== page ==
Hair control for kids

Protect against frizz and static cling. If your toddler has curly hair, there’s a good chance that it may become wild or unruly in rainy or humid weather.

Combing baby’s hair

As soon as you’re done washing & conditioning baby’s hair, comb to get little knots out before they become big knots. Source

Toddler hair and tangles

Combs work well on toddler hair. Brushes can snag the hair easily and result in pain. If you prefer a brush, stick with a paddle brush or choose a boar bristle style.

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Wetting young ones hair

Many little ones are terrified of having their hair sprayed with water. So instead of a squirt bottle, ask the stylist to wet their hair using water in their hand.

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Barrettes in hair

Forget about barrettes unless you have a really forgiving child. They are hard to get in and often hurt to get out. Try butterfly clips to keep hair back, and be prepared to lose approximately 15 per day.

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Cutting a tot’s hair

Place a piece of scotch or other clear tape across the bangs with the bottom edge where the bottom of the bangs should be after cutting.

This has two advantages: Firstly, the tape shows how the hair will look before any cuts are made, and secondly, the tape will hold the hair still during the cutting process, thus helping create a straight line.

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Tangles in toddler hair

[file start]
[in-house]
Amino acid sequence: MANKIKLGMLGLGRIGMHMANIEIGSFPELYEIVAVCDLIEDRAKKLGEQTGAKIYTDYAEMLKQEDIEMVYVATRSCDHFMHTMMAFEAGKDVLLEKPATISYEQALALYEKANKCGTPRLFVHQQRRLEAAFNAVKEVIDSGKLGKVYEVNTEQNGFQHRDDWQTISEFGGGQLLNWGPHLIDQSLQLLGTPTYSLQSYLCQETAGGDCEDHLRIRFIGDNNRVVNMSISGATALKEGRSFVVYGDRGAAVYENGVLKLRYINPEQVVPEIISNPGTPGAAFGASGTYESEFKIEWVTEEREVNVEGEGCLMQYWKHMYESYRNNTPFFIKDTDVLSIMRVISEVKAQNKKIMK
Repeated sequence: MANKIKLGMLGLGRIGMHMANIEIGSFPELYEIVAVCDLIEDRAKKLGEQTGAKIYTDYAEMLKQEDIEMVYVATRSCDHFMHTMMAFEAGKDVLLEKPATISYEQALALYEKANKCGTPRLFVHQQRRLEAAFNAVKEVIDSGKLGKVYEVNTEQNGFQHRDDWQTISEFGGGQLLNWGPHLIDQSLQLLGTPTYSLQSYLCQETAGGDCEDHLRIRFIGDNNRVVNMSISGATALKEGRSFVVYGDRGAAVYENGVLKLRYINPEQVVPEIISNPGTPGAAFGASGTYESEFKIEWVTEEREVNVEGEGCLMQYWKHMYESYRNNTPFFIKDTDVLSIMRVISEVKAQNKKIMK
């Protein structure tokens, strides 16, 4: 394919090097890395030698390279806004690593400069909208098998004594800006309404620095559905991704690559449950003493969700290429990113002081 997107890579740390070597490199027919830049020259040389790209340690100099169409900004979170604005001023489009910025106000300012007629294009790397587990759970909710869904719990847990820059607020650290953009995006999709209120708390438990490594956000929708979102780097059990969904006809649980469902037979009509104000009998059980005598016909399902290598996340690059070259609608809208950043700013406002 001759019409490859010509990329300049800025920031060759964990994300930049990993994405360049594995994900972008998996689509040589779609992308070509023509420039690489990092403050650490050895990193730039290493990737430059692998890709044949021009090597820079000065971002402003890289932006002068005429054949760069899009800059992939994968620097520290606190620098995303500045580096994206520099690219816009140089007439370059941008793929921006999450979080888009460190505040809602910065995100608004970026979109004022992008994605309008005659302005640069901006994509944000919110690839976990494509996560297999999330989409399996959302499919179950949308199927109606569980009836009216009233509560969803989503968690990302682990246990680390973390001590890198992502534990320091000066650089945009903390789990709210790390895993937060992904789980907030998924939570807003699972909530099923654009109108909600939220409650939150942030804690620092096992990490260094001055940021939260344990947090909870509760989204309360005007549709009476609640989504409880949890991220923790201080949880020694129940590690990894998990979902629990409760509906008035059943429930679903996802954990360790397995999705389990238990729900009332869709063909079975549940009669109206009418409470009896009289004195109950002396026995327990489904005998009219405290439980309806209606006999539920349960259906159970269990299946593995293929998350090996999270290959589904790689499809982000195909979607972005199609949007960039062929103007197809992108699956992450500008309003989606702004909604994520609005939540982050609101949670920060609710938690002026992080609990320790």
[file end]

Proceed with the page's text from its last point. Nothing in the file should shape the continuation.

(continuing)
Tangles in toddler hair are enemy number one.

The good news is it’s much easier to remove tangles when hair is dry, so de-knot with a brush or wide-toothed comb before you pop your little one in the tub for bath time

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Brushing hair

Brushing hair helps to bring oil up to the surface of the scalp and it can be a great way to help your child’s hair comfort if they have very dry hair.

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Soaps and dry skin

Soaps, shampoos, and bubble baths can dry your child’s skin and may cause rashes, so use them sparingly. They may also be irritating to the urethra, which in turn might increase the risk of urinary tract infections.

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Getting girls to wear things in their hair

If you want to put something in her hair, put it in yours first.

Try putting a headband on a small child and she’ll shriek and run like you’re trying to insert tacks in her scalp. Put it on your head and pretend it’s yours, and she’ll howl for you to share and then proudly wear it the rest of the day.

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